How are Acids and Bases Different?

How are acids and bases different? What are conjugate acids and bases? How do you draw a curved arrow in organic chemistry. All this is covered in this section.

 

A Brønsted acid (we’ll often just call this an acid) is a molecule that is an H+ (proton) donor.  This is a slight simplification, but for the sake of Introductory Organic Chemistry, this definition will suffice.  In reality, the trait of acids that makes them proton donors derives from their desire to increase their collection of electrons by releasing a proton (an H+). Some examples of acids are HCl, H2SO4, and H3O+.  For example, H3O+ is an acid because, by breaking an O–H bond, the oxygen atom no longer has to share the two electrons (it “owns” them exclusively).  Again, note that this can be simplified by just calling the H3O+ molecule a proton donor.  Acids always have hydrogens that they’re willing to give up (the stronger the acid, the more willing), and they sometimes have a positive charge.

 

A Brønsted base (we’ll often just refer to this as a base) is a proton acceptor.  Yet again, this is a simplification of the true chemistry here, but this remains sufficient for Introductory Organic ChemistryIn more rigorous terms, the trait of a Brønsted base that truly makes it a base is that the molecule is relatively willing to give away its electrons, and it does this by sharing a pair of electrons with a proton.  Thus, the fact that bases are proton acceptors is a consequence of their willingness to give away electrons. Some common bases are NH3 and OH.  Bases always have a lone pair of electrons that are reasonably high in energy and they like to share with a proton (H+).  Bases often have a negative charge.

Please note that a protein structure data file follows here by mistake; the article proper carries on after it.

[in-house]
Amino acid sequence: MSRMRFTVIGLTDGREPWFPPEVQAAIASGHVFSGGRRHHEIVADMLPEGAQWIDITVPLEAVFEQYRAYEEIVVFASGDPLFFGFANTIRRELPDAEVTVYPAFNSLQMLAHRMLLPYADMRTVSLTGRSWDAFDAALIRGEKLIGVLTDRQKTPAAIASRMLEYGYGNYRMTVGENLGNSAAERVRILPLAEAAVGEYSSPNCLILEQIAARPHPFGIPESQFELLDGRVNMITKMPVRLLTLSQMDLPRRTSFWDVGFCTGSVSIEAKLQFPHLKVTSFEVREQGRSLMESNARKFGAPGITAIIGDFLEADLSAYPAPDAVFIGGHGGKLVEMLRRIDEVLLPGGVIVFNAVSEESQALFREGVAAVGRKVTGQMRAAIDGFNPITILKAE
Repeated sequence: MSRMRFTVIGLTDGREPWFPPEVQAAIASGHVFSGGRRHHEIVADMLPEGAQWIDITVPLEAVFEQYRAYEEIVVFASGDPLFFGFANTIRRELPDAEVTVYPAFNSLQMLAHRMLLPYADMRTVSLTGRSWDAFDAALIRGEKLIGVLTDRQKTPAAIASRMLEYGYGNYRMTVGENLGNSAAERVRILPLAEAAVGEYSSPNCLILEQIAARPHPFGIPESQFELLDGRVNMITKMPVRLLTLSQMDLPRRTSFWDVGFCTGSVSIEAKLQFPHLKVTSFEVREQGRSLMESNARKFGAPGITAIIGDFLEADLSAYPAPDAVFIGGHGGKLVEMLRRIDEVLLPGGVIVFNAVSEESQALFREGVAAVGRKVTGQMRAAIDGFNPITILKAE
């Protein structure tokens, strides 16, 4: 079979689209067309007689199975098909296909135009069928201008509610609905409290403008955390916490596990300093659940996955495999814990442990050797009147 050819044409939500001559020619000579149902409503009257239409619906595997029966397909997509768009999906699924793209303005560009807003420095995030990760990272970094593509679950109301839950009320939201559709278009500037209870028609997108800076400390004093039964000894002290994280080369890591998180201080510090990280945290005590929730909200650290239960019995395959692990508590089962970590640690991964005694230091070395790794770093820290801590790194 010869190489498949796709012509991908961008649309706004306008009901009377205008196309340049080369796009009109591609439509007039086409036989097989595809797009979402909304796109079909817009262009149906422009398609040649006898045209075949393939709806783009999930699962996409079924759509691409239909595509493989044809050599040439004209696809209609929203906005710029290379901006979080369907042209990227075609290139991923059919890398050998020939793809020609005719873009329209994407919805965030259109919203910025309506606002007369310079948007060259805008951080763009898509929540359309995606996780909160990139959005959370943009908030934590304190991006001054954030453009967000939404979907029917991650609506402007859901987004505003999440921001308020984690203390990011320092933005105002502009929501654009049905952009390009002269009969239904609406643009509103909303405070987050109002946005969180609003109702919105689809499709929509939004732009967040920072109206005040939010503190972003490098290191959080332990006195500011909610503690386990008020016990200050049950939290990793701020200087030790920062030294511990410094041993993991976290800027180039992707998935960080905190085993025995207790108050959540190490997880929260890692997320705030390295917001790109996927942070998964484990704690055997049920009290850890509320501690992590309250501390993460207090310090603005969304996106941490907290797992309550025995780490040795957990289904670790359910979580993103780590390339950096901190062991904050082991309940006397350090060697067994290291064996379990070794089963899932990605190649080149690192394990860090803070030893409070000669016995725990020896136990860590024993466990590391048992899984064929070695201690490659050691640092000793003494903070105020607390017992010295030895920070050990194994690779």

Quick summary of how are acids and bases different: Acids give away protons, while bases want to take in protons.

 

Acid and base reactions have the general form that looks like this:

How are acids and bases different? Acids want to give away protons, while bases want to take them in.

 

 

 

 

What are conjugate acids and bases?

The deprotonated form of the acid is called the conjugate base.  The protonated form of the base is called the conjugate acid.  It’s important to understand “what are conjugate acids and bases” for the remaining sections of this chapter.

Let’s look at how you would draw the arrows for acid/base reactions.  Remember:

 

How to draw a curved arrow in organic chemistry

 

 

 

 

 

 

From this figure, we can see that the tail of our arrow will begin at the base (because there is at least 1 lone pair of electrons on a base), and the head will be at the proton.  Here is an example that shows the curved arrows with HCl as the acid.

 

What are conjugate acids and bases? They are the products of an acid base reaction.

 

 

 

The longer equilibrium arrow that points to the right shows that the equilibrium tends to lie preferentially in this direction.  This is because strong acids tend to dissociate (come apart), and HCl is a strong acid.

The term pKa is often used as the quantitative measure for the strength of an acid.  The lower the pKa, the more acidic the molecule is.  The higher the pKa, the weaker the acid (and its conjugate form is therefore a stronger base).